Wall Street Journal: Lawyers selected to lead lawsuits against BP
A federal judge in New Orleans has selected the lawyers who will lead the Gulf oil spill litigation for the plaintiffs. The list includes a number of Gulf coast litigators, a former U.S. Secretary of Agriculture Michael Epsy and Exxon oil spill veteran Elizabeth Cabraser,
Bloomberg: BP paid Feinberg $2.5 million so far
BP’s tab for the oil spill keeps growing. In the latest bill, BP has paid pay czar Kenneth Feinberg and his law firm more than $2.5 million in 3 1/2 months to administer the $20 billion fund set up by BP to compensate victims of its oil spill. The $850,000 monthly payments to Feinberg’s firm will continue through year-end and then will be reviewed. For BP, it’s just another day in the Gulf and another dollar in a never-ending tab.
Washington Post: BP’s leadership problem
Now that the dust is settling in the Gulf oil disaster, there’s plenty of scrutiny of every piece of information relating to this disaster. BP’s working papers reveal a poorly managed response, a delay of the release of information about the spill’s worst-case scenario and confusion about the severity of the spill.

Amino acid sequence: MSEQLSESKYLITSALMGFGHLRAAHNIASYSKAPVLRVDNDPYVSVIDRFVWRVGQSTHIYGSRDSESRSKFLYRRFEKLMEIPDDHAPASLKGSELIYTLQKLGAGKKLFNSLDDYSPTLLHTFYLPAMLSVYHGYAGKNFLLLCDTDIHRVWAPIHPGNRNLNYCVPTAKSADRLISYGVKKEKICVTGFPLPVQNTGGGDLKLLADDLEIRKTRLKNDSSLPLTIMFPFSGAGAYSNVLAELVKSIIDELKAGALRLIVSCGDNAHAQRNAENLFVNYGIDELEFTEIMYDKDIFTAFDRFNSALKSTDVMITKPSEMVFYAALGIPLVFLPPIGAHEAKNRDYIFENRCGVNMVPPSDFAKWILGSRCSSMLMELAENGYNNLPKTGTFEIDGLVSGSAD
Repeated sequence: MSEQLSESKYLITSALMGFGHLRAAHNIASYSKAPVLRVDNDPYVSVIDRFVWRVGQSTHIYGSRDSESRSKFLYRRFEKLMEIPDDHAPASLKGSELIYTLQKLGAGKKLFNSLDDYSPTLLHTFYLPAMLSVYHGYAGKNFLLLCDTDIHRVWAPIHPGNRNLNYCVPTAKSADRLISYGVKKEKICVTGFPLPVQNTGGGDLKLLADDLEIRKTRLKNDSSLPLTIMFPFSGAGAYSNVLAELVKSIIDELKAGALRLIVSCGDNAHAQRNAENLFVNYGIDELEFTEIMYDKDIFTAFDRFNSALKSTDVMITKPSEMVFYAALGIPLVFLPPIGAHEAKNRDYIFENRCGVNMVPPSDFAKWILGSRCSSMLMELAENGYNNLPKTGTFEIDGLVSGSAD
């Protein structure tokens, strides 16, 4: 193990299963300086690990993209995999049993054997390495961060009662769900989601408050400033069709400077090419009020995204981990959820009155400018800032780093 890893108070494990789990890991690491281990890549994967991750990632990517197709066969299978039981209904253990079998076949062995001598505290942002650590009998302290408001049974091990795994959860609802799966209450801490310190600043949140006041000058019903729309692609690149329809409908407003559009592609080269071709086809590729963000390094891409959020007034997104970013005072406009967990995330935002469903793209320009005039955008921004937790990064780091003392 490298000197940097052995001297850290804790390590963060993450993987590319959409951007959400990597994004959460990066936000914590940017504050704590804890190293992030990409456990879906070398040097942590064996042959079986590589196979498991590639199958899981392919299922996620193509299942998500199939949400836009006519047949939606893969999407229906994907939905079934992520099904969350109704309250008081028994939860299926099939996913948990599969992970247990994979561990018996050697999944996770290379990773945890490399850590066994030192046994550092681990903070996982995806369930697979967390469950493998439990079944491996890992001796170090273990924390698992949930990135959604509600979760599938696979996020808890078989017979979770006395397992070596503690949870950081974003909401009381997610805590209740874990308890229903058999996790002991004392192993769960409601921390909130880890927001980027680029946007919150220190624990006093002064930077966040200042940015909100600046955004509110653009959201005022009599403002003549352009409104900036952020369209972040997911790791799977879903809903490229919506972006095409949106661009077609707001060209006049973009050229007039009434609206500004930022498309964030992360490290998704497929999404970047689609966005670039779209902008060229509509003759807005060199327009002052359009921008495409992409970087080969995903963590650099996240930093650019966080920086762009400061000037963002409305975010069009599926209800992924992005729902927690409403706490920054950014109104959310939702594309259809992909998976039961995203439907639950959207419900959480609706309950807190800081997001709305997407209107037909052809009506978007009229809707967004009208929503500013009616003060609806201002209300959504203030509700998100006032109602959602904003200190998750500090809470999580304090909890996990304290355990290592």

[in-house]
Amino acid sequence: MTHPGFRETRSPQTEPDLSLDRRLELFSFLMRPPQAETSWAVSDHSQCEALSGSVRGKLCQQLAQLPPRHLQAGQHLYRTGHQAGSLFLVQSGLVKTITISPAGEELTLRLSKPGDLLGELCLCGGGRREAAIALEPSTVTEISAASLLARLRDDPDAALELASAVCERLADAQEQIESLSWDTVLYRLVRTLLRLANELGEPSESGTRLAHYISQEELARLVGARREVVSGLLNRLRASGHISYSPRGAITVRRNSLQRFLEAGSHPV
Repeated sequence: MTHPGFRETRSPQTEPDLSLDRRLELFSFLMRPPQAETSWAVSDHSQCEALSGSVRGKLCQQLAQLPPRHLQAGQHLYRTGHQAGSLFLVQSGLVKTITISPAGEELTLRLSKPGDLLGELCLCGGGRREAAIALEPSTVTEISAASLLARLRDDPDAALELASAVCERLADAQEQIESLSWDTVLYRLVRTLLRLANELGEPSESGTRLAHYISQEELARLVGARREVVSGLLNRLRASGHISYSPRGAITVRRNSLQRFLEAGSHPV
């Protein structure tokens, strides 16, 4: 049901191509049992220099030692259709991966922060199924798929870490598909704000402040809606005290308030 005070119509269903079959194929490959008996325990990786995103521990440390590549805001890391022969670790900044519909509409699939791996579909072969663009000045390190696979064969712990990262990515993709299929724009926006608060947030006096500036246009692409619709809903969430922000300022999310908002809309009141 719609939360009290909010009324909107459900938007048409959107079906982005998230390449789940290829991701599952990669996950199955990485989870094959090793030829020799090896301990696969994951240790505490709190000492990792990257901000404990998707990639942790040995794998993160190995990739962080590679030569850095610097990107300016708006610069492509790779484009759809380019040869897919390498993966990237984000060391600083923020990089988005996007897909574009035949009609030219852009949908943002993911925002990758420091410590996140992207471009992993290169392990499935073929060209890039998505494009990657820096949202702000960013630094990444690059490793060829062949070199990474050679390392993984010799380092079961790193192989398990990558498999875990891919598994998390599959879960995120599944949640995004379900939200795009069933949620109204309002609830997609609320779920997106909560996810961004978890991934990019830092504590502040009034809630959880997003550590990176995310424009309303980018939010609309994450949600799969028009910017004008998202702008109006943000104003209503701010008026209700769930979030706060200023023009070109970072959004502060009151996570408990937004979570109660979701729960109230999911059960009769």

Check this one out, too
Frontline and ProPublica analyze BP’s corporate culture in the spill
Wall Street Journal: Surprise inspections rare on oil rigs
Surprise inspections of deepwater drilling rigs in the Gulf of Mexico dwindled to about three a year over the past decade. And since 2004 federal authorities haven’t made a single surprise inspection on any of the 50 or so deepwater natural gas and oil production platforms in the Gulf, according to a Wall Street Journal analysis.
Commoditysearch.cim: Commission to look at future of oil drilling in US
On Wednesday, the BP oil spill commission will meet to take a look at what the future of offshore drilling is for America. The commission will also talk about the rules that decide the parameters of offshore drilling in the U.S.
New York Times: Hungary sends polluters to jail